For the beginning C#/VB.Net developer, one of the most frustrating (yet seemingly simple) things to add to a project is a progress bar that updates while the program does something in the background (like load files or download web pages). To accomplish this within previous versions of .Net, you'd be prompted to use threads or a background worker. Fortunately, with the async/await framework provided in .Net 4.5 and Visual Studio 2012, implementing this type of functionality is relatively easy.
In the following example, I will show you how to implement a progress bar that updates in real time while we download information from the Internet and gives the user the option to cancel the process, if so desired.
If you do a Google search for how to implement a progress bar that updates while your .Net program does something in the background, you will most likely find older code examples that use threads or the background worker. While these examples are helpful, I found that those processes are still pretty confusing.
With the advent of .Net 4.5, things get much easier. Using the async/await framework, it is relatively straightforward to structure your functions so that you can easily execute processes "in the background" while your GUI remains responsive. You can also make it easy for the user to cancel a background process that has been initiated but not yet completed.
The key here is the async/await framework. There is a lot of good information already available online about how this works, and I recommend you read it at some point.
From my limited experience, however, the gist of this is as follows:
- The key point is to define your functions with the async keyword (see example) and each function that includes the async keyword must include, somewhere in its code, the await keyword as well.
- As you'll see in this example, this chain of async and await goes all the wait down until we use the .Net command .DownloadStringTaskAsync (string) which retrieves a web page and returns it in string format. Note that we are using the .DownloadStringTaskAsync command simply as an example of an asynchronous function. You can use whatever asynchronous function your program requires.
- To track the progress of your background function, you have to create and pass a Progress object. This object is used by the asynchronous function to report progress back to the function that called it. Unlike the background worker, you can report progress in terms of data types other than just integers (although that's what we use here).
- To give your user the ability to cancel the process as it is ongoing, you need to create a CancellationTokenSource (and, in turn, manage the .token that is part of this source). This is not as hard as it sounds.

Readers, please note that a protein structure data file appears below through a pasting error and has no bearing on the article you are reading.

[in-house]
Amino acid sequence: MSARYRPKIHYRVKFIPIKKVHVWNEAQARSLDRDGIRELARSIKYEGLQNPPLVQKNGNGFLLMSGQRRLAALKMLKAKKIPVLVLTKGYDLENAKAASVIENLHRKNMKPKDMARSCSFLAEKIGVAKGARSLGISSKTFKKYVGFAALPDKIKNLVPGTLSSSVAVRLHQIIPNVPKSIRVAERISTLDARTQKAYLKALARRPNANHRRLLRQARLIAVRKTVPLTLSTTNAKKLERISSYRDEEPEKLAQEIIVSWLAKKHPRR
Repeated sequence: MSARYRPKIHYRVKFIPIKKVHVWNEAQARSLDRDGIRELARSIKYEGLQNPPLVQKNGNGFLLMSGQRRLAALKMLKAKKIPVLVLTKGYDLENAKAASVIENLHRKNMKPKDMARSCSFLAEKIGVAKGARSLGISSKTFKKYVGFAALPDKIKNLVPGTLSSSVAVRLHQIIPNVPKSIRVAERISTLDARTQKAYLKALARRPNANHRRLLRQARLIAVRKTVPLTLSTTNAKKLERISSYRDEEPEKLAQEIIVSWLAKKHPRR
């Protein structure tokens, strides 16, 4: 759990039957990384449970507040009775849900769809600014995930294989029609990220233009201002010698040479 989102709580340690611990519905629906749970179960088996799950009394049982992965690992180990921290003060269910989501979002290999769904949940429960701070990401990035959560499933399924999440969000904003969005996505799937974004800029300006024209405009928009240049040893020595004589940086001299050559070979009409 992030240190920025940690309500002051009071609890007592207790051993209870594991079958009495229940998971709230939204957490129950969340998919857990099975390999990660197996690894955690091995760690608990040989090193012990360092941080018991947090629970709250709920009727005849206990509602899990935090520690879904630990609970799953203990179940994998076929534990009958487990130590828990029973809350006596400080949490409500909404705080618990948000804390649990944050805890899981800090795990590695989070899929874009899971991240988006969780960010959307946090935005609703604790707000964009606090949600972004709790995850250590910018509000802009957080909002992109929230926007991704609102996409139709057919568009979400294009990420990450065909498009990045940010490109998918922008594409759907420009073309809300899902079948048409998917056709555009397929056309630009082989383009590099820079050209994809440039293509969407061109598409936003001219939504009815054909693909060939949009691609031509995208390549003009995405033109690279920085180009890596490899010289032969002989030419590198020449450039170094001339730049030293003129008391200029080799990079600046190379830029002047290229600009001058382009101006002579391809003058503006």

Don't get discouraged by all of these new terms. Check out the source code that follows and see if you can follow along in terms of what the program is doing. It's not very long, which I guess is testament to how easy it is to use this framework.
Using the code
To use this code, create a new Windows Form called Form1 and insert the following items:
- A label called 'Label1'
- A progress bar called 'ProgressBar1'
- A button called 'btnStart' and label it 'Start'
- A button called 'btnStop' and label it 'Stop'
Your form should look something like this:
Next, double click on the form and replace all of the code in it with the following code:
Public Class Form1
Dim test As WebClient = New WebClient
Dim myToken As CancellationTokenSource
Dim myProgress As Progress(Of Integer)
Dim Counter As Integer = 0
Private Async Sub btnStart_Click(sender As Object, e As EventArgs) Handles btnStart.Click
ProgressBar1.Value = 0
Counter = 0
myToken = New CancellationTokenSource
Private Sub btnStop_Click(sender As Object, e As EventArgs) Handles btnStop.Click
If Not myToken Is Nothing Then
Public Async Function startProgressBar(ct As CancellationTokenSource) As Task
Dim progressTarget As Action(Of Integer)
progressTarget = AddressOf ReportProgress
myProgress = New Progress(Of Integer)(progressTarget)
For I = 0 To 9
If ct.IsCancellationRequested = True Then
Dim myString As String = Await RetrieveString(myProgress)
Public Async Function RetrieveString(ByVal myProgress As IProgress(Of Integer)) As Task(Of String)
Dim myString As String = ""
If Not myProgress Is Nothing Then
Counter = Counter + 10
myString = Await test.DownloadStringTaskAsync("http://www.cnn.com")
Private Sub ReportProgress(ByVal myInt As Integer)
Label1.Text = "Step Number: " & myInt.ToString
ProgressBar1.Value = myInt
As you will see, this simple program downloads the contents of the CNN.com homepage into a string 10 times in a row. Note that we're using the .DownloadStringTaskAsync function simply as an example - you can do whatever you want, as long as it is a genuine asynchronous function.
Points of Interest
Feel free to share any comments, bugs, suggestions and etc. below. I'm sure that I have a lot more to learn about using this framework.
More information on using .Net's asynchronous framework can be found at:
Keep a running update of any changes or improvements you've made here.